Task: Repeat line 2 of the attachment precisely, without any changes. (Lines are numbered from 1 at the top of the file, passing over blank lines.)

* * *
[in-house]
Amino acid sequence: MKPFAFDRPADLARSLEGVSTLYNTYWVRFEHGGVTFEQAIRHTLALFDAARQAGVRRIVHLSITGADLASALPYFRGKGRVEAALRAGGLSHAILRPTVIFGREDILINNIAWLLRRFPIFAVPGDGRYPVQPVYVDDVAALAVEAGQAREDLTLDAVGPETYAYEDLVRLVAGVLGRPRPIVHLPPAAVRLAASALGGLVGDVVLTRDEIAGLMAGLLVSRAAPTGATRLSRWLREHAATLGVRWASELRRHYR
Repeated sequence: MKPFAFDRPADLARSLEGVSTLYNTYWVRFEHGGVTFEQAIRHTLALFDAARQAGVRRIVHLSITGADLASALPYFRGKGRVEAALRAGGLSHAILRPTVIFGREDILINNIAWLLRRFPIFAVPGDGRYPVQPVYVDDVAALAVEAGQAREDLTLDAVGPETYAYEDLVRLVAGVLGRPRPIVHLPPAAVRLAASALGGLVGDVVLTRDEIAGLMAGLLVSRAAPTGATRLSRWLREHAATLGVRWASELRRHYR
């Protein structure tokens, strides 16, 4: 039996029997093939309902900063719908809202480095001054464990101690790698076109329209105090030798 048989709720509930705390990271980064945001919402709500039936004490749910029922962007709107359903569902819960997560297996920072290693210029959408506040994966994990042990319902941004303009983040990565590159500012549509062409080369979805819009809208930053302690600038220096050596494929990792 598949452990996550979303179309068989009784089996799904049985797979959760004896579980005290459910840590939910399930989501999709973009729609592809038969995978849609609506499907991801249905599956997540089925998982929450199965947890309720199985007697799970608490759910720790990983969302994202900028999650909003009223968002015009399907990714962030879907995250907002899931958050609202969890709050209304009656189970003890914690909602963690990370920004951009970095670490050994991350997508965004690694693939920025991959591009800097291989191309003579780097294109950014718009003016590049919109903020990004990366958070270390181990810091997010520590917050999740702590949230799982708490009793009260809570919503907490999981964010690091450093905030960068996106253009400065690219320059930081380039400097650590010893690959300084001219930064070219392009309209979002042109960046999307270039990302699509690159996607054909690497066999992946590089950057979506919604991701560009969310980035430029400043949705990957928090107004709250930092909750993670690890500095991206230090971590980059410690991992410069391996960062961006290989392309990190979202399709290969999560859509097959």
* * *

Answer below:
Amino acid sequence: MKPFAFDRPADLARSLEGVSTLYNTYWVRFEHGGVTFEQAIRHTLALFDAARQAGVRRIVHLSITGADLASALPYFRGKGRVEAALRAGGLSHAILRPTVIFGREDILINNIAWLLRRFPIFAVPGDGRYPVQPVYVDDVAALAVEAGQAREDLTLDAVGPETYAYEDLVRLVAGVLGRPRPIVHLPPAAVRLAASALGGLVGDVVLTRDEIAGLMAGLLVSRAAPTGATRLSRWLREHAATLGVRWASELRRHYR